Posted April 23, 2020
For Rebecca Sullivan’s family, emergency medicine is just a way of life. It’s where it all started, literally.
Rebecca, a registered nurse in the emergency room at Mercy Health – Lorain Hospital, met her husband Matt, a North Ridgeville firefighter and paramedic, in Lorain County Community College’s paramedic program.
“We met in the LCCC program in 2009, got married in 2012, and had these crazy kids in 2015,” Rebecca said.
Those crazy kids are twins, Aidan and Harper. And to them, their frontline COVID-19 fighting parents are just doing their jobs.
“They know daddy works on a fire truck and in an ambulance, and mommy works in an emergency room,” Rebecca said.
Emergency medicine has always been Rebecca’s calling. She had just gotten her driver’s license when a serious accident happened in front of her car. Rebecca pulled over and ran to help, keeping pressure on the motorist’s head wound until paramedics arrived.
“One of the paramedics said to me, ‘Wow. You did a really great job. You should think about doing this,’” Rebecca said.
That’s when it clicked.
“I felt like emergency medicine was my thing,” she said. “I’ve always taken pride in helping people in urgent need.”
After Rebecca graduated from Elyria High School she enrolled in Lorain County Community College’s nursing program. She earned her State Tested Nurse Aide license two years later but set aside nursing to earn a certificate as an Emergency Medical Technician and then a paramedic.
Rebecca spent nearly a decade working as a paramedic for LifeCare Ambulance in Lorain.
“I liked being out in the community,” she said. “Everything about one patient is different from the last. I liked the challenge of having to think things through quickly and being there for someone when they’re truly in their time of need.”
Sullivan enjoyed the challenge and constant change of being a paramedic, but when their children came along, her and Matt’s schedules no longer fit their lives.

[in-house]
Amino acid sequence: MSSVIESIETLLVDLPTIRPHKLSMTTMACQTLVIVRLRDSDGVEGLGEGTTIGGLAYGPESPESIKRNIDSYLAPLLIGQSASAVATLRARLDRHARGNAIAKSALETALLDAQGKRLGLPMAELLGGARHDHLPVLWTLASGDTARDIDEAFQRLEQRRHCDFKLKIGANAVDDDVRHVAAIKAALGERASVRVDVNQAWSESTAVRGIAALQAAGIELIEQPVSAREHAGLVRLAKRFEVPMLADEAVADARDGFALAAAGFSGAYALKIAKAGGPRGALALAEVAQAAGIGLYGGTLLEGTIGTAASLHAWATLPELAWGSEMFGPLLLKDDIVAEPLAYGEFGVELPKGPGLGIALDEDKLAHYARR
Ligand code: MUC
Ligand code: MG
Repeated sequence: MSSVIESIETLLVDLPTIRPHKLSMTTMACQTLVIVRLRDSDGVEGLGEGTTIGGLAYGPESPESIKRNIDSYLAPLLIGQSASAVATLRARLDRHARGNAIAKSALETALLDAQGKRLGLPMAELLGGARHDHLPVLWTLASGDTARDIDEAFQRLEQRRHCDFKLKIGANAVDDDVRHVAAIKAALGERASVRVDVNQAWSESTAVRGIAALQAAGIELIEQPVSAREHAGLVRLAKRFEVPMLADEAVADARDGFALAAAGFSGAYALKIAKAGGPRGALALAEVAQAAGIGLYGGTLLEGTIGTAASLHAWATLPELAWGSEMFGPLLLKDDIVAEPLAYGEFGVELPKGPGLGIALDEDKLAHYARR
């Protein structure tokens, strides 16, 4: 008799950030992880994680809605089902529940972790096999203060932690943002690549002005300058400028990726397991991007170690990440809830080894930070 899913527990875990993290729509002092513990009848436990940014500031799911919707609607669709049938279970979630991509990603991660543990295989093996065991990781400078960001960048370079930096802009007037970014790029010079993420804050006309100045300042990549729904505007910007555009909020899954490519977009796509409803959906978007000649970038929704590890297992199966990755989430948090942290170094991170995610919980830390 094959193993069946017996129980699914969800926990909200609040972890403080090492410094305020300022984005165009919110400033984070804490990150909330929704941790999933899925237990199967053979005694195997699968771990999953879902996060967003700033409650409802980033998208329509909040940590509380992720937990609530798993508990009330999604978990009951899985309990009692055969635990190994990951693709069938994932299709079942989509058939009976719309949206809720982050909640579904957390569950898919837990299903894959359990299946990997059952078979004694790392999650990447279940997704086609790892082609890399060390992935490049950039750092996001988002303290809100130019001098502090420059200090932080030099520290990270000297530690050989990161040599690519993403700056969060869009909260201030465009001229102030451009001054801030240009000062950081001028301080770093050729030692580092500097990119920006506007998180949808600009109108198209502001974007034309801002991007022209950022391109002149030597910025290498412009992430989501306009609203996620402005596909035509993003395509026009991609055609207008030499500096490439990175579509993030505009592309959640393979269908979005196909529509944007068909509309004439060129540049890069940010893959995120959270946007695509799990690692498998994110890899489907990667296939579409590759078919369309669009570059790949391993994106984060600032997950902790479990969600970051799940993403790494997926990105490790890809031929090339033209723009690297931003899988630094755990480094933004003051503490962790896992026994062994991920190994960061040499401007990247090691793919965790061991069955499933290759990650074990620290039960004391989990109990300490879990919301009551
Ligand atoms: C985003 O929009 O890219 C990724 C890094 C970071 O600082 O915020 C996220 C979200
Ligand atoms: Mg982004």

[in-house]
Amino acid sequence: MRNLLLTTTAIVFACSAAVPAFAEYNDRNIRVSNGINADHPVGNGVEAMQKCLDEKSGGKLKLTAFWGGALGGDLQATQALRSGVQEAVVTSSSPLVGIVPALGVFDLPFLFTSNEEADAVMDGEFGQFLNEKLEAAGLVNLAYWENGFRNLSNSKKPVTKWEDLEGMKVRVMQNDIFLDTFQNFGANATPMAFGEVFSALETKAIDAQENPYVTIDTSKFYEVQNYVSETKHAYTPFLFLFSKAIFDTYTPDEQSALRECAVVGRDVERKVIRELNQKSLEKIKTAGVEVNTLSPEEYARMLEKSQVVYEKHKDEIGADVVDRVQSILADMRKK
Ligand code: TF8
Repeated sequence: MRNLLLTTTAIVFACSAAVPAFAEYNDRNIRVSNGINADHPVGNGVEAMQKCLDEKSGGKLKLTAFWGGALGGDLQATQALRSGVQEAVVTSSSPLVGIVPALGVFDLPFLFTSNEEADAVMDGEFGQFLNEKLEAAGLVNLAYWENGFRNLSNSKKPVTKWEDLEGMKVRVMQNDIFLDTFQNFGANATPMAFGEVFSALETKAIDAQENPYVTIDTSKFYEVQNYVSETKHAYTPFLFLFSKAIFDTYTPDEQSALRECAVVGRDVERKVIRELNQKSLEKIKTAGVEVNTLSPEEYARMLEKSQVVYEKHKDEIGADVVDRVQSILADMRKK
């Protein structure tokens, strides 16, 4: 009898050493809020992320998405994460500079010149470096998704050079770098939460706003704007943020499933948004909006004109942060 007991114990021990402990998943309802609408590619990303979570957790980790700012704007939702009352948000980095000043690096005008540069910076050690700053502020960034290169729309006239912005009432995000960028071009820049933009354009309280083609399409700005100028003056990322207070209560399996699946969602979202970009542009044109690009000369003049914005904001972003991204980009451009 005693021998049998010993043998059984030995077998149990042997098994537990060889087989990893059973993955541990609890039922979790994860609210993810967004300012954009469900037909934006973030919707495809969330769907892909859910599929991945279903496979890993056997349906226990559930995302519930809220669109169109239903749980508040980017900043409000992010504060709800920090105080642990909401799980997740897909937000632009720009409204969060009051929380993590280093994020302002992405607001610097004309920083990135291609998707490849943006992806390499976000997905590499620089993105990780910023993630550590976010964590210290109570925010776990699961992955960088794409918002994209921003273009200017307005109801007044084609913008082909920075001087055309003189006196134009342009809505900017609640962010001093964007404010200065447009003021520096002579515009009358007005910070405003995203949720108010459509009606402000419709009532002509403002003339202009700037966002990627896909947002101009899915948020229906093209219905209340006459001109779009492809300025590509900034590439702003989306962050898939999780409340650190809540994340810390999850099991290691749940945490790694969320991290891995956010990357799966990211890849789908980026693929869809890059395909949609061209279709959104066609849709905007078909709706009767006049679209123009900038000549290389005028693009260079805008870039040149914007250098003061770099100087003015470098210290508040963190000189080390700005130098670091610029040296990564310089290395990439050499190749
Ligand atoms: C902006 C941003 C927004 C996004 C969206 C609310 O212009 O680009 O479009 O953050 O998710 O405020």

“Both of us were working 24-hour shifts, and after we had the twins, our schedules weren’t working for us,” she said. “I had always wanted to go back to nursing school, and I knew it was time.”
Sullivan joined LCCC’s paramedic to RN program, knowing it would give her the flexibility she needed to work part time and raise her children. She also earned credit for prior coursework, saving her time and money.
In May 2017 Sullivan graduated from LCCC’s RN program and began working in the emergency room at Mercy. She was ready for the challenge but didn’t expect to be on the frontlines of a global pandemic within a few years.
“Am I anxious? Yes. But can I handle it? Yeah,” she said. “I’ve been in stressful situations in my job; it’s just something I deal with in my profession.”
What makes Rebecca most anxious is the possibility of passing the virus to someone she loves.
“I don’t want to spread this or give to anyone I care about,” she said. “Matt and I are both on the frontlines, but we’re taking extra precautions at work and at home to protect everyone.”
One of those precautions is social distancing. Rebecca and her family started self-isolating when possible before Ohio’s stay-at-home order and she hopes everyone is taking it seriously – because it is working.
“What people are doing with social distancing is making a difference,” Rebecca said. “By continuing social distancing and taking the stay-at-home order seriously, we’re slowing and stopping this virus in our area. We’re saving lives and people that we know.”
The same community that’s spreading apart to save lives is also coming together to make the lives of local RNs a little easier.
From kind words to homemade masks to food, Lorain County residents are showing their support and appreciation for those like Rebecca who are putting themselves at risk to help others.
“We’ve had people who haven’t even come to the emergency room as patients write thank you letters for just being us and doing what we do,” she said. “It’s nice to know the community is thinking about us. And we will continue to be here for them when they need us.”